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The Entertainment Value Curve: An Incomplete Model

September 21st, 2020

Ravi Mehta discusses in a recent post why TikTok has seen growth but Quibi hasn't. He explains that Quibi is missing social connection in its app and concludes that Quibi can address this by making content more shareable and personal. As he summarizes,

Quibi has been thinking about itself as a film studio. The company needs to think about itself as a social network.

While the assertion that Quibi needs to think about itself as a social network is a valid conclusion, the approach that Ravi takes in the article relies on a number of unsupported assumptions and statistical mistakes that result in an overly-narrow conclusion. Quibi can opt to find success through thinking about itself as a social network, but what it ultimately needs is a unique differentiator, not necessarily to become a social platform. If it chases social blindly following Ravi's advice, it's likely it would end up as a YouTube clone.

Let's analyze where the reasoning breaks down and how we can form a more complete perspective.

Entertainment Value = Production Value + Social Value

The key focus of the post is this graph:

However, looking closer at it, there are a number of fundamental problems.

  1. It is not clear why social value is a dependent variable and why production value is an independent variable. In fact, I would almost propose the opposite: that production value is more likely a function of social value.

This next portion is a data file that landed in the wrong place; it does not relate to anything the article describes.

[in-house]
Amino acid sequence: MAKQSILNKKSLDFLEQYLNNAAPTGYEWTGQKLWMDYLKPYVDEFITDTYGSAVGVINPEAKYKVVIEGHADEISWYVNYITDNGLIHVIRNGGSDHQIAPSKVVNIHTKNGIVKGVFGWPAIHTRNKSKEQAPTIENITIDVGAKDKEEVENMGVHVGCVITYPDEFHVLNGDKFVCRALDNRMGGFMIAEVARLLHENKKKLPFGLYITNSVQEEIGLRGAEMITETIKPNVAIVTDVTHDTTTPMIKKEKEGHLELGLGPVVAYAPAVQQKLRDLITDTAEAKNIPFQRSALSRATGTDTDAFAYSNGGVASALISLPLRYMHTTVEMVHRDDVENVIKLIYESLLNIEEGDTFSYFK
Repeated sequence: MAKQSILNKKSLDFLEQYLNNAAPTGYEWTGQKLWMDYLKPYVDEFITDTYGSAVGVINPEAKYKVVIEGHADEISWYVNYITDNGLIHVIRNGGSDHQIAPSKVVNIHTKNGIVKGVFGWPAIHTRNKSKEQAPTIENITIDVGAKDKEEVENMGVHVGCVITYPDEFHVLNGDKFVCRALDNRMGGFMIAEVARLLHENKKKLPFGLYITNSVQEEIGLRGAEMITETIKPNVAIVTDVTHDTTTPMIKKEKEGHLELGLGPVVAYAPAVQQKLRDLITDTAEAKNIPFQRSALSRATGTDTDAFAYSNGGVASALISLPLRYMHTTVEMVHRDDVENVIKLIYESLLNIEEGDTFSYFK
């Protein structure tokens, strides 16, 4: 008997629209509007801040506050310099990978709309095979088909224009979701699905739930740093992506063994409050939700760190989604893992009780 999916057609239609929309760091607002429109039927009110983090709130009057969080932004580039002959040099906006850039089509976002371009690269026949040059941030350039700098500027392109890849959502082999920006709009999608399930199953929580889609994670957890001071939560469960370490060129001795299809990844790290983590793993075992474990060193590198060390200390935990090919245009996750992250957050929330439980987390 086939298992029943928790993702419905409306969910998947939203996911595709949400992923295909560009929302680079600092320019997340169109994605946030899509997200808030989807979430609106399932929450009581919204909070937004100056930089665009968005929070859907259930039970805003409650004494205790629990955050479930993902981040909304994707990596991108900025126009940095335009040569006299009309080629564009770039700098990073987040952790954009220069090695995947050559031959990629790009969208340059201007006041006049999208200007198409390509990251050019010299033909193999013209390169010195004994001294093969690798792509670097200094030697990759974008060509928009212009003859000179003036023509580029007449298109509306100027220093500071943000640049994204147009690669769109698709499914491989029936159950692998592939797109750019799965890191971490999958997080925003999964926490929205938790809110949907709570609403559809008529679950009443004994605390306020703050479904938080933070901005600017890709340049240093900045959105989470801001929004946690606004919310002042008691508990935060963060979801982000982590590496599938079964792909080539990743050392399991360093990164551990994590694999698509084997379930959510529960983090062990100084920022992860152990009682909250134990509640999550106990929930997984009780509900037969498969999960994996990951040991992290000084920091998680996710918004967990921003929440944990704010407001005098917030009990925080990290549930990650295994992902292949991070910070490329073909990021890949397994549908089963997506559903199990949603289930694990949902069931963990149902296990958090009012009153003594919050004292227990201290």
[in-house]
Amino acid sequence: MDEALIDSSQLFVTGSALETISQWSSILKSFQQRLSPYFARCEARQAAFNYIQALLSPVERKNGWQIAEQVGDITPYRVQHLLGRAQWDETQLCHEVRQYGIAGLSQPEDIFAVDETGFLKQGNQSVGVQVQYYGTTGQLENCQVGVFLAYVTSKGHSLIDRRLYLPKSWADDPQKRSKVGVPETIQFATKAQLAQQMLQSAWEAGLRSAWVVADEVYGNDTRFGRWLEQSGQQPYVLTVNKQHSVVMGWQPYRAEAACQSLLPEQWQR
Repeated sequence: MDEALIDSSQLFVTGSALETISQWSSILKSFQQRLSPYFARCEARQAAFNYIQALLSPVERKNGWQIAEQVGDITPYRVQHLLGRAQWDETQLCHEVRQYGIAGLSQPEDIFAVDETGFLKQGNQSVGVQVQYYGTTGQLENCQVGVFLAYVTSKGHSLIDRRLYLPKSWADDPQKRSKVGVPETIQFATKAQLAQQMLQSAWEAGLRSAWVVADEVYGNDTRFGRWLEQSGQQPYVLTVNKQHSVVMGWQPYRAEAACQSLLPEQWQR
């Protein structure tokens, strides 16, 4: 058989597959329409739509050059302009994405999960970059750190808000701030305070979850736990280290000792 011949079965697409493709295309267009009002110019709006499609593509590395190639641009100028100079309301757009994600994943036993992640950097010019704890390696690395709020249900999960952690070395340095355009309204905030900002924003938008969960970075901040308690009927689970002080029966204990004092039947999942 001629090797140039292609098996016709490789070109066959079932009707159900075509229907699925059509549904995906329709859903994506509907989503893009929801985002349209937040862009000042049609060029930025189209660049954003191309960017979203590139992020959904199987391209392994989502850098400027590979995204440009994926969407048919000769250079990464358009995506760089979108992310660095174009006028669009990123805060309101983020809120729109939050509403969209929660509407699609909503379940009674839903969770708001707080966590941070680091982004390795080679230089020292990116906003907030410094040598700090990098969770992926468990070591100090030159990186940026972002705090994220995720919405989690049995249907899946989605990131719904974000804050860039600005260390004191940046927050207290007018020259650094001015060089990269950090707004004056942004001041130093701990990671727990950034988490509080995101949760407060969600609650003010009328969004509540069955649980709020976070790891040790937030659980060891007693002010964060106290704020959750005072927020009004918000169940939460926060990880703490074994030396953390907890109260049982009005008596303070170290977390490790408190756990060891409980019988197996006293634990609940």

2. It is not clear why the products must lie on the same equivalence curve, but failed products can leave this curve.

First, let's look at which variable is actually independent vs dependent. When products choose their strategy, they do not choose production value and let social value "naturally" fall out. Indeed, the post even suggests the opposite: that product strategy should actively choose social value as a focus. So we can imagine that perhaps a better solution is to flip the axes:

But even this isn't correct, because non-user-generated content sites like Netflix can choose the quality of their content. Indeed, sites like Nebula provide a Netflix level of social value, but slightly lower (non-Hollywood) production value. While maybe the success of Nebula is an open question, its slightly lower production value would indicate that it's doomed to fail according to the model. This conflict also suggests #2, which is that there's no reason to believe that successful products lie on this curve at all.

So what's the fundamental problem here?

The problem is in the assumption of dependence. Pinning successful products to a fixed entertainment value implies that production value and social value are tightly coupled, which leads to nebulous conclusions. Instead of causating them, let's correlate them with a third input: investment of value. This investment may be monetary investment, time investment, or otherwise, but is fundamentally any type of expenditure for the company to trade money or time value for social or production value.

Social Value = f(Social Investment)
Production Value = g(Production Investment)
Entertainment Value = Social Value + Production Value
=> Entertainment Value = f(Social Investment) + g(Production Investment)